Powering a Sustainable Future

Technology is Key to Sustainable Energy Development

The industry has called for more innovative solutions to help reduce or eliminate carbon emissions and increase worker safety.

There are several artificial intelligence, machine learning and automation technologies that can help the oil and gas industry produce cleaner barrels with better data collection.

The advancement of communication networks both on- and offshore enable remote operations from anywhere at any time. Instead of sending your best engineers and subject matter experts far offshore — and having to mobilize expensive travel by helicopters, support vessels, and accommodation space — integral personnel can stay onshore to work from a dedicated office space and provide much needed expertise in a more efficient, faster way.

Oceaneering continues to advance its capabilities by developing technologies to mitigate greenhouse gas emissions for customers and its own operations. Oceaneering achieves this by developing next-generation remotely operated vehicle technology, dedicated remote operations centers, and even taking a hard look at its own practices. Internally, Oceaneering has committed to setting carbon emission reduction targets and has established an Executive Sustainability Committee to help set standards for the company’s operations around the globe.


Remote operations coupled with advanced autonomous solutions can have a huge impact on how business is conducted, even when that business is taking place offshore.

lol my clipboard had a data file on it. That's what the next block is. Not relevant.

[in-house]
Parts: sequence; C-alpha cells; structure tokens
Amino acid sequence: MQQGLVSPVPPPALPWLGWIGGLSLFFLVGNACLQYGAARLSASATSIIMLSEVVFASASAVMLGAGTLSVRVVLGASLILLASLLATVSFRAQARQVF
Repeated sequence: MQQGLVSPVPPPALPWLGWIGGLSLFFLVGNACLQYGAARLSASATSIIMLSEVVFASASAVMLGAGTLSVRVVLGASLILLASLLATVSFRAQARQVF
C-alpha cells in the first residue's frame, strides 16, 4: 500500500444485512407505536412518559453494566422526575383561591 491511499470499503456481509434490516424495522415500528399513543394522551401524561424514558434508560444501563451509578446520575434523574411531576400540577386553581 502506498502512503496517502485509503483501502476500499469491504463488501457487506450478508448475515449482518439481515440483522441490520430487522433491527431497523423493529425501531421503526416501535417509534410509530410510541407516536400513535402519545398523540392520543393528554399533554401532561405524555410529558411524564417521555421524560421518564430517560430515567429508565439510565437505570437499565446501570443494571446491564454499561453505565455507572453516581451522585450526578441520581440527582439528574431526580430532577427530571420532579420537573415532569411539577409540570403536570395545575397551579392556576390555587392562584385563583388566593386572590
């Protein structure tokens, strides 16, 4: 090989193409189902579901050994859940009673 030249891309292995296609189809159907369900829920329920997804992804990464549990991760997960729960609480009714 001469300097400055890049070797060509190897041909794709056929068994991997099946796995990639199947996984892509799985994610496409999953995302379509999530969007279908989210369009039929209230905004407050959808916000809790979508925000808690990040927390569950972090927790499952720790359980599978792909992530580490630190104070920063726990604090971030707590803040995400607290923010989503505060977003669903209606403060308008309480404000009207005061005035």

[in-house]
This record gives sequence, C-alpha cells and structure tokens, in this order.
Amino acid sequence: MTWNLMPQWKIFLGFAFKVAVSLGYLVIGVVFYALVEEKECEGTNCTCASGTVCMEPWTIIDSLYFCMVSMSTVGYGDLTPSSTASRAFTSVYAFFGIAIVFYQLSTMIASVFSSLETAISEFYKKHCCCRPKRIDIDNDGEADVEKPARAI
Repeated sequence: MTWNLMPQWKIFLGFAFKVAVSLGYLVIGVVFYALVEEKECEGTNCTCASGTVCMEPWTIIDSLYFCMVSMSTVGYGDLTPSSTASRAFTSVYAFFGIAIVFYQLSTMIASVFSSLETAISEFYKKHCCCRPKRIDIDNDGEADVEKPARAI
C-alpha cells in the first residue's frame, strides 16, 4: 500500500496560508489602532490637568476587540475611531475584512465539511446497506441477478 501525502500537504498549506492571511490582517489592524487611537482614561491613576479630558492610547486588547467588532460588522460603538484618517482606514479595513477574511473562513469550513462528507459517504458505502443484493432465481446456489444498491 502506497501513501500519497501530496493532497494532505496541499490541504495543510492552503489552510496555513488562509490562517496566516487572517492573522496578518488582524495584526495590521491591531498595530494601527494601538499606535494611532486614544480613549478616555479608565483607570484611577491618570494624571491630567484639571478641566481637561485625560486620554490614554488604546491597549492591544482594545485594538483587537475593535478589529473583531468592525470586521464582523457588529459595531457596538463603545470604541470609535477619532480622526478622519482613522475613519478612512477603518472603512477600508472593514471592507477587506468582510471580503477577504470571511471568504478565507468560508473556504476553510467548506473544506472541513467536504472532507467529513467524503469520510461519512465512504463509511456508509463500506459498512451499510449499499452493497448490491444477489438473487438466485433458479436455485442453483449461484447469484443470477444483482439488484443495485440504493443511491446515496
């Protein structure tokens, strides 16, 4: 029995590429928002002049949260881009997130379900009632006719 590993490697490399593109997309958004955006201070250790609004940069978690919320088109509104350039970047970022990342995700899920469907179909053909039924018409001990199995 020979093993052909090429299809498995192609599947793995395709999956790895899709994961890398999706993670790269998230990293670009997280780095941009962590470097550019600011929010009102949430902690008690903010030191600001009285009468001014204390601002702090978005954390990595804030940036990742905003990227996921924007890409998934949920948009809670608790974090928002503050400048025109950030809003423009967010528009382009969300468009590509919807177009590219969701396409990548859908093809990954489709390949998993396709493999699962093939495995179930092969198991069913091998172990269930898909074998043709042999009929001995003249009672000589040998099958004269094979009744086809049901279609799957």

Oceaneering’s Remote Piloting and Automated Control Technology (RPACT), introduced in 2004 enables full ROV piloting via virtual connection technologies such as vessel-to-vessel radio frequency (RF), satellite/internet, or subsea optical link. Software also supports collaborative control, for example, an onshore pilot flies an ROV while the offshore pilot operates manipulators.

Supplemented with preprogrammed and automated commands, RPACT uses video processing software that analyzes video, determines spatial distances, and recognizes shapes to enable hands-free movement of the ROV. This provides an essential pilot aid while operating the ROV over long-latency communication links.

Oceaneering launched its first dedicated onshore remote operations center (OROC) in 2015. The OROC enables effective completion of offshore operations by providing a remote base for client representatives, additional ROV pilots, and subject matter experts. Operations completed using RPACT and the OROC range from the usual ROV-controlled work, such as the installation of subsea anodes, to operating subsea valves.


Oceaneering’s Liberty E-ROV (Empowered Remotely Operated Vehicle) is an all-in-one deployable and recoverable system with a cage-mounted battery pack. The Liberty is a work-class vehicle that can carry out inspection, maintenance, and repair (IMR), commissioning, and underwater intervention activities.

Because the Liberty does not require a support vessel to stay onsite during operations, a typical IMR campaign in the North Sea could save an estimated 33 MT per day of CO2 by eliminating vessel usage during subsea operations.

A major North Sea operator, on the verge of first oil at its development, contracted Oceaneering in early 2020 to use the Liberty E-ROV system for a complete pipeline seabed-to-platform monitoring operation. The project called for monitoring at depths up to 310 meters several times a day over the course of one to two months. The operator needed to maintain constant monitoring but ruled out using a conventional ROV system deployed from the platform or a vessel.

A dedicated control umbilical provided power and data communications connectivity directly from the platform to the Liberty E-ROV system. This solution was identified as optimal as it eliminated the need to recharge Liberty’s batteries using a vessel and negated risks associated with winter storms in the area pushing the radio buoy out of location.